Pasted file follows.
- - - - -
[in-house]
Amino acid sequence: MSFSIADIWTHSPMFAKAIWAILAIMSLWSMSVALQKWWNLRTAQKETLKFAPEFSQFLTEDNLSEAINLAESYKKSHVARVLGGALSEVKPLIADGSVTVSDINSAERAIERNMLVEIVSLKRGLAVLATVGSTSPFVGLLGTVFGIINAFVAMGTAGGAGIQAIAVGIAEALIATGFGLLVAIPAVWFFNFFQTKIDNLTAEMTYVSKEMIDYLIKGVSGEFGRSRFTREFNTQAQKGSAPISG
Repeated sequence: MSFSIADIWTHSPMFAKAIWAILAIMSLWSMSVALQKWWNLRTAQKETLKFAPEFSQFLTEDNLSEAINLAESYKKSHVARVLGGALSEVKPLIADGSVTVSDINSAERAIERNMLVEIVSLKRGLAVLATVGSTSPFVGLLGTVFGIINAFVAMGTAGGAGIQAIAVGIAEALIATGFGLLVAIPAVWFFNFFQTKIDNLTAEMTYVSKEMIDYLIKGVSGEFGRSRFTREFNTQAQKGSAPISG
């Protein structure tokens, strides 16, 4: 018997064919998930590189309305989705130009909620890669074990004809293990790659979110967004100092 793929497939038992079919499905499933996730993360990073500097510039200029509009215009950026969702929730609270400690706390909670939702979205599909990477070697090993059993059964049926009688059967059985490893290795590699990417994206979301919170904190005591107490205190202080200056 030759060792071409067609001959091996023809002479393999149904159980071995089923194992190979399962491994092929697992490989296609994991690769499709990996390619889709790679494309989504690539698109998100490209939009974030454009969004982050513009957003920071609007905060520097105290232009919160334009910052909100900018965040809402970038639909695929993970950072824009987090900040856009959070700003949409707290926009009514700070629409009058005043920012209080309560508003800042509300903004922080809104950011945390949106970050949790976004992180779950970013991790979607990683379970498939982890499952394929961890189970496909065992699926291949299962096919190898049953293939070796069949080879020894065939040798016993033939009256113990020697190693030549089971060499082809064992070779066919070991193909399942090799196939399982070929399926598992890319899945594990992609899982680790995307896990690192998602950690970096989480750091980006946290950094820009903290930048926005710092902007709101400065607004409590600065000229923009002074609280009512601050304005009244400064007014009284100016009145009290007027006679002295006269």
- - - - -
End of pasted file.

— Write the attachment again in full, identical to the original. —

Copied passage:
[in-house]
Amino acid sequence: MSFSIADIWTHSPMFAKAIWAILAIMSLWSMSVALQKWWNLRTAQKETLKFAPEFSQFLTEDNLSEAINLAESYKKSHVARVLGGALSEVKPLIADGSVTVSDINSAERAIERNMLVEIVSLKRGLAVLATVGSTSPFVGLLGTVFGIINAFVAMGTAGGAGIQAIAVGIAEALIATGFGLLVAIPAVWFFNFFQTKIDNLTAEMTYVSKEMIDYLIKGVSGEFGRSRFTREFNTQAQKGSAPISG
Repeated sequence: MSFSIADIWTHSPMFAKAIWAILAIMSLWSMSVALQKWWNLRTAQKETLKFAPEFSQFLTEDNLSEAINLAESYKKSHVARVLGGALSEVKPLIADGSVTVSDINSAERAIERNMLVEIVSLKRGLAVLATVGSTSPFVGLLGTVFGIINAFVAMGTAGGAGIQAIAVGIAEALIATGFGLLVAIPAVWFFNFFQTKIDNLTAEMTYVSKEMIDYLIKGVSGEFGRSRFTREFNTQAQKGSAPISG
């Protein structure tokens, strides 16, 4: 018997064919998930590189309305989705130009909620890669074990004809293990790659979110967004100092 793929497939038992079919499905499933996730993360990073500097510039200029509009215009950026969702929730609270400690706390909670939702979205599909990477070697090993059993059964049926009688059967059985490893290795590699990417994206979301919170904190005591107490205190202080200056 030759060792071409067609001959091996023809002479393999149904159980071995089923194992190979399962491994092929697992490989296609994991690769499709990996390619889709790679494309989504690539698109998100490209939009974030454009969004982050513009957003920071609007905060520097105290232009919160334009910052909100900018965040809402970038639909695929993970950072824009987090900040856009959070700003949409707290926009009514700070629409009058005043920012209080309560508003800042509300903004922080809104950011945390949106970050949790976004992180779950970013991790979607990683379970498939982890499952394929961890189970496909065992699926291949299962096919190898049953293939070796069949080879020894065939040798016993033939009256113990020697190693030549089971060499082809064992070779066919070991193909399942090799196939399982070929399926598992890319899945594990992609899982680790995307896990690192998602950690970096989480750091980006946290950094820009903290930048926005710092902007709101400065607004409590600065000229923009002074609280009512601050304005009244400064007014009284100016009145009290007027006679002295006269």